News outlets falsely reported that GOP ethics reform plan would ban lobbyist-paid travel


News outlets reported that the Republican-sponsored ethics reform package would ban lobbyist-paid travel. But the proposed reform measure would still allow lobbyist-paid meals and trips as long as they were offered as campaign fundraising activities.

House Speaker J. Dennis Hastert's (R-IL) January 17 announcement of a Republican-sponsored ethics reform package was widely reported throughout the media as including a ban on lobbyist-paid travel and meals. In fact, an apparent loophole in Hastert's reform proposal would allow such perks to continue. While the GOP reform package addresses both congressional lobbying rules and the legal disclosure requirements, it does not cover the third area of lobbyist regulation -- campaign finance. As a result, even if the travel ban included in the Republican proposal is ultimately signed into law, lobbyists could still provide lavish trips and meals to members of Congress and their staffs as long as such activities were characterized as campaign fundraisers.

Despite the existence of this loophole, numerous news outlets unequivocally described Hastert's proposal as banning privately funded travel:

  • A January 18 Los Angeles Times article headlined "Lawmakers May Have to Fund Own Trips," by staff writers Mary Curtius and Richard Simon, reported that Hastert "had proposed putting an end to one of the most popular perks on Capitol Hill -- travel paid for by private groups." The article further asserted: "If the proposals became law, they would significantly change the way business is done on Capitol Hill."
  • A January 18 Associated Press article by reporter Jim Abrams stated that the proposed legislation "would ban privately funded travel" and quoted Hastert saying, "We have a duty to do everything we can to keep the trust and confidence of our constituents."
  • A January 18 USA Today article by reporter Jim Drinkard similarly stated that "the emerging [GOP] package will include a ban on privately financed trips such as those [indicted Republican lobbyist Jack] Abramoff arranged for members of Congress that included golf outings."
  • On the January 17 broadcast of CBS Evening News, anchor Bob Schieffer asserted that the "far-reaching" GOP reform plan would "stop privately funded travel for members and staff."
  • On the January 17 edition of Fox News' Special Report with Brit Hume, congressional correspondent Brian Wilson claimed that the Republican House leaders had proposed "a ban on privately-funded travel."

By contrast, in a January 18 Washington Post article headlined "Loophole in Lobbying Bill Leaves Wiggle Room," staff writer Jeffrey H. Birnbaum reported ethics experts' concerns that Hastert's reform plan would do little to curb the prevalence of lobbyist-paid travel and meals:

According to lobbyists and ethics experts, even if Hastert's proposal is enacted, members of Congress and their staffs could still travel the world on an interest group's expense and eat steak on a lobbyist's account at the priciest restaurants in Washington.

The only requirement would be that whenever a lobbyist pays the bill, he or she must also hand the lawmaker a campaign contribution. Then the transaction would be perfectly okay.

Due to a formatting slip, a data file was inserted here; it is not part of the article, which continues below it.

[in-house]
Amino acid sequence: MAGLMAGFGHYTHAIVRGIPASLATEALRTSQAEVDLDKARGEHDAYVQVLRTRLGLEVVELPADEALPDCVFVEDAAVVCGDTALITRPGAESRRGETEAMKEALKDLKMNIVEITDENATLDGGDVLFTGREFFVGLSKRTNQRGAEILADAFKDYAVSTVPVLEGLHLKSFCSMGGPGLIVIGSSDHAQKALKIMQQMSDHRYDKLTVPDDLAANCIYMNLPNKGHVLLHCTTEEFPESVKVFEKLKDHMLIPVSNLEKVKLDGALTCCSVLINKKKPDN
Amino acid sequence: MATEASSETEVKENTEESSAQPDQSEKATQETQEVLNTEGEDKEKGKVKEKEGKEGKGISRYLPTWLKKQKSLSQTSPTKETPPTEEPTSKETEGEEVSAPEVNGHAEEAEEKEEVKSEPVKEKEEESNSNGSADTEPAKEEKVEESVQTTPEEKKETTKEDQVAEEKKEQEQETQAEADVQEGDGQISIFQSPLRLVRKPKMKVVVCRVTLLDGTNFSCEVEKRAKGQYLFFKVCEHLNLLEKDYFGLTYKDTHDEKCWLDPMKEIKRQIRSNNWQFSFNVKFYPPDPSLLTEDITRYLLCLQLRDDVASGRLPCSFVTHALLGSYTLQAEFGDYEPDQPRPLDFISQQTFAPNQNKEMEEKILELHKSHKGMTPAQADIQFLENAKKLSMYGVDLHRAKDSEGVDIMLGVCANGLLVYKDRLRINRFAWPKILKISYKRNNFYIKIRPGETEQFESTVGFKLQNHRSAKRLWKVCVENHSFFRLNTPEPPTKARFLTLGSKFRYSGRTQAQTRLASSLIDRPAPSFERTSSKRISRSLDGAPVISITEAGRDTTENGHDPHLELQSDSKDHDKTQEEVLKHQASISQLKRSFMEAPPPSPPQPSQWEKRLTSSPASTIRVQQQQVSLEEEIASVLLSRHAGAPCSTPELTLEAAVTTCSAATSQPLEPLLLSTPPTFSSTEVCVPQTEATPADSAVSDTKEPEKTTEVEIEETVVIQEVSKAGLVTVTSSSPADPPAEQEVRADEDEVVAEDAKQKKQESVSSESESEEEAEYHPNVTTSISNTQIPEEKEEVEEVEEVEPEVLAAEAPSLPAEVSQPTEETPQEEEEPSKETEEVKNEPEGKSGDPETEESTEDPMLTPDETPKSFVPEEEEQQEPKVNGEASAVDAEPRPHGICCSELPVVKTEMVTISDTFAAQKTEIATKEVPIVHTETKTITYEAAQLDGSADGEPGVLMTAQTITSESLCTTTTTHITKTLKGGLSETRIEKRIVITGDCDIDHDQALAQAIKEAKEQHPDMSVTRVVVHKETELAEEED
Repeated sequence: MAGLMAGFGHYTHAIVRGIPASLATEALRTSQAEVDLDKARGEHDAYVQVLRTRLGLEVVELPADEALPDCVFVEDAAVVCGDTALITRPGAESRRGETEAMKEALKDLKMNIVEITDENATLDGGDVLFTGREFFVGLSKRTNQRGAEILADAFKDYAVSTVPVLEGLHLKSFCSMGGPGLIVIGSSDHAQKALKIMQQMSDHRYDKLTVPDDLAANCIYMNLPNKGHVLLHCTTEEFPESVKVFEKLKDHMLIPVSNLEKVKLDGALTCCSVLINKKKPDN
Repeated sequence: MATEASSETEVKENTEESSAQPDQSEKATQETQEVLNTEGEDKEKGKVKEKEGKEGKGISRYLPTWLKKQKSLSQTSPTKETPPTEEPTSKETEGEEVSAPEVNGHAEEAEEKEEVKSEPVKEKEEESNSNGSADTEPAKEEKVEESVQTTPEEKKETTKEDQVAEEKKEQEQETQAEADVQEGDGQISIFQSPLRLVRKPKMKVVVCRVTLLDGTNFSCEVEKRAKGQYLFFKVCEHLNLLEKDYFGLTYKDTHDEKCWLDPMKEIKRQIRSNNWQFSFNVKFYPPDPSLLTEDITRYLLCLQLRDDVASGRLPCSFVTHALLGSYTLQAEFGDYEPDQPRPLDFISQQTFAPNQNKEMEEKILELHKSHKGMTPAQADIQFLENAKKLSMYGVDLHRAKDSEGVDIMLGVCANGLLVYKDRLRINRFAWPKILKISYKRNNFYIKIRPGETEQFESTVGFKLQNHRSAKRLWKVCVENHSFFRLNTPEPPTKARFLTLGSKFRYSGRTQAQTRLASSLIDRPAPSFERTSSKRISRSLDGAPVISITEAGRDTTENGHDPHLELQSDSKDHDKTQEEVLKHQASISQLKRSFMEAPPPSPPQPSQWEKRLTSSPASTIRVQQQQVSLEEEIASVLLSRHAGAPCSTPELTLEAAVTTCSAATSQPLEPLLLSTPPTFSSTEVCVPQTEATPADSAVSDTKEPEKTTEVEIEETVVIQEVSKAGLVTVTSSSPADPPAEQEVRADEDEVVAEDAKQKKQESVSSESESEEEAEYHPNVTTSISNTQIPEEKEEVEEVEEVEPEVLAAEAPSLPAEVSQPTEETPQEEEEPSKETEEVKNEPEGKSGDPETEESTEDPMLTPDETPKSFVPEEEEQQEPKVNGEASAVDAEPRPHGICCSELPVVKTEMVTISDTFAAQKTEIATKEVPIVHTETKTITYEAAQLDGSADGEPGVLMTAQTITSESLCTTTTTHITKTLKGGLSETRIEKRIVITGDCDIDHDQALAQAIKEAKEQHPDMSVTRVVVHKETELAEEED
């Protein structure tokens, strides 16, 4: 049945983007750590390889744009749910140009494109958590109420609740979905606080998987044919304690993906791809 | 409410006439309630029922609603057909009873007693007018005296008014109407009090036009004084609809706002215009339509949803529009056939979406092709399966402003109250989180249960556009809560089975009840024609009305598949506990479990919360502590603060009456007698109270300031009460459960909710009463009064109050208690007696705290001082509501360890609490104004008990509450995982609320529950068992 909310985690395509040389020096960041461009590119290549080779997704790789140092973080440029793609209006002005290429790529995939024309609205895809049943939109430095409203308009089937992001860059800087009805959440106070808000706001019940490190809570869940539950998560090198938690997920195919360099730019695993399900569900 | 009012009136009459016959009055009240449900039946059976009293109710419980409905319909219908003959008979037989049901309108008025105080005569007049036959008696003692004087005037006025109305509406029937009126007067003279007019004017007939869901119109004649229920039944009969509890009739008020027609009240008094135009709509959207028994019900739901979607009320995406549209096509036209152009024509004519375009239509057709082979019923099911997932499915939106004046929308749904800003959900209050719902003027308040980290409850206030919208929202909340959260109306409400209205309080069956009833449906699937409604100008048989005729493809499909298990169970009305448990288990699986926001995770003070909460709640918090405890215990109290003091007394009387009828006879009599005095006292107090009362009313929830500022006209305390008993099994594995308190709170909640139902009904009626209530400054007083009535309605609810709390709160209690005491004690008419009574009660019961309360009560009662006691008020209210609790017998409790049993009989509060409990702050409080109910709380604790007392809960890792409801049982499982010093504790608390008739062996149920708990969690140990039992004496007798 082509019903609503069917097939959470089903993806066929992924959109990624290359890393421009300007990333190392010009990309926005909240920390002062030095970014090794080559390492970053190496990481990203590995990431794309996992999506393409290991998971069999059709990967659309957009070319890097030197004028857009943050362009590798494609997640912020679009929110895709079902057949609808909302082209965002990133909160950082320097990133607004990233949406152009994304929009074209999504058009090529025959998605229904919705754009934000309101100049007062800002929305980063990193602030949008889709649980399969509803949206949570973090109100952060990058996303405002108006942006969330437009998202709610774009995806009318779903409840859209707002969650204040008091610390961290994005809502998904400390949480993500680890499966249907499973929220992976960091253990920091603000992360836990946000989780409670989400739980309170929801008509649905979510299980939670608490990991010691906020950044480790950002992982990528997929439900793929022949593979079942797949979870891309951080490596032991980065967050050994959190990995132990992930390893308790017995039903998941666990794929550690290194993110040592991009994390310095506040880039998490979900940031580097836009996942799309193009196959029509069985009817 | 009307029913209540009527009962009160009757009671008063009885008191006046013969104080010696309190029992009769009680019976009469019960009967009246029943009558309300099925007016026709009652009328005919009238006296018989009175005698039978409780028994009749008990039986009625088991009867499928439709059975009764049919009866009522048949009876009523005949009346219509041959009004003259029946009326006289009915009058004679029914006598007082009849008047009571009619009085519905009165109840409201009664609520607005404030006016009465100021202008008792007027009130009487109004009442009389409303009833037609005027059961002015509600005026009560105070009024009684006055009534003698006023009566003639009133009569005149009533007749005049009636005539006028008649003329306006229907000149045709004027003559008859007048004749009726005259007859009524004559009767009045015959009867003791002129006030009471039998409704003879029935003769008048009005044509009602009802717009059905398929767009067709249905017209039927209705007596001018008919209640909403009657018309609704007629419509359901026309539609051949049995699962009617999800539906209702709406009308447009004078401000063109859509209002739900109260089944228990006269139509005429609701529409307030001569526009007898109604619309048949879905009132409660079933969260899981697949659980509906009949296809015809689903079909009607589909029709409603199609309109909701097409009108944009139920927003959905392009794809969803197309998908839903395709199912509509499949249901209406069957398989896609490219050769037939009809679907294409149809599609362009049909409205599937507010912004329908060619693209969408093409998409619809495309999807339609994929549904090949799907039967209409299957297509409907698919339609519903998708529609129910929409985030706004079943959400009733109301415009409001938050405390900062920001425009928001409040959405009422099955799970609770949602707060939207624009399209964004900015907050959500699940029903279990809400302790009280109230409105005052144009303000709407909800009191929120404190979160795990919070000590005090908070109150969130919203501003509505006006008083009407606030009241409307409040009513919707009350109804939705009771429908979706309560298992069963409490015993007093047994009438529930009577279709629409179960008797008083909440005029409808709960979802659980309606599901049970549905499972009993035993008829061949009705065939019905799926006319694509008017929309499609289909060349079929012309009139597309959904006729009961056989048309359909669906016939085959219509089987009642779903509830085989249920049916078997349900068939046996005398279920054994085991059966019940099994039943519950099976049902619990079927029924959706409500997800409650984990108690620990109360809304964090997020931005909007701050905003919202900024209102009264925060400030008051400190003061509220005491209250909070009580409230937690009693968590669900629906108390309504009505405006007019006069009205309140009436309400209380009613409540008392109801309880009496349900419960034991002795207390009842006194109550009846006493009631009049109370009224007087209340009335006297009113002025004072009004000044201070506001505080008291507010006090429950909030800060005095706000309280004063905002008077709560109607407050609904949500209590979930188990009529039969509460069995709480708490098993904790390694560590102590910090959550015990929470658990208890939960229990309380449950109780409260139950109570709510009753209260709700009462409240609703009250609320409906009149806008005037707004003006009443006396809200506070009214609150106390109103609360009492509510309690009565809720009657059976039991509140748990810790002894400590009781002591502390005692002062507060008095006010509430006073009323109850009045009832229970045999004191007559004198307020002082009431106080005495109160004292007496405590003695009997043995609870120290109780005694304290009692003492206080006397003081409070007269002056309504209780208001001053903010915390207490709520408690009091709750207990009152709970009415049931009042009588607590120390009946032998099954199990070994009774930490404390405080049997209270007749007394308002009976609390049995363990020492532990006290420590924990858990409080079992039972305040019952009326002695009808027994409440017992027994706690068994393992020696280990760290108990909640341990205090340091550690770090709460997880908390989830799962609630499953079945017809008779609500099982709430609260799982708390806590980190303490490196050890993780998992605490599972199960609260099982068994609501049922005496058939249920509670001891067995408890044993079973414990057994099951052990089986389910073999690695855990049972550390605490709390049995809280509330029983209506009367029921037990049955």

The plans offered by Republican leaders yesterday would change two of the three areas of law or regulation that govern lobbyists' behavior: the congressional rules that limit gifts to lawmakers and the laws that dictate the amount of disclosure that lobbyists must give the public.

A third major area -- campaign finance laws -- would go untouched, an omission that amounts to a gaping loophole in efforts to distance lobbyists from the people they are paid to influence.

Anything that members of Congress can now do in the pursuit of money for their reelections will still be permitted in the future -- including accepting lobbyist-paid travel and in-town meals -- unless campaign finance laws are altered.

A separate January 18 Post article by staff writer Jonathan Weisman, "Republicans Propose Restrictions On Lobbying," also highlighted the loophole and further noted that Sen. John McCain (R-AZ), following a January 17 press conference, said that he was aware of it and pledged, "We will fix that." McCain announced at the press conference that he is currently crafting a bipartisan Senate proposal addressing ethics reforms.

From the January 17 edition of CBS Evening News:

SCHIEFFER: When lobbyist Jack Abramoff pleaded guilty and promised to help prosecutors track down members of Congress who may have taken bribes, legislators rushed to sever connections with him. His campaign contributions were donated to charity. And now today, House Republican leaders proposed a far-reaching ethics reform package that would ban gifts from all lobbyists to members and their staff, stop privately-funded travel for members and staff, and change from one year to two years the amount of time that must elapse before former members and staffers may lobby.

From the January 17 edition of Fox News' Special Report with Brit Hume:

WILSON: Speaker of the House Denny Hastert asked David Dreier [R-CA], the chairman of the House Rules Committee, to head up the house effort, and today Dreier revealed some of the reform ideas being contemplated, things like a ban on privately funded travel, a significantly stronger gift ban, expanding the post-employment lobbying ban to two years, and stronger and more frequent disclosure on the part of lobbyists. As soon as the House is back in session, Dreier says House Republicans will push through a big change.

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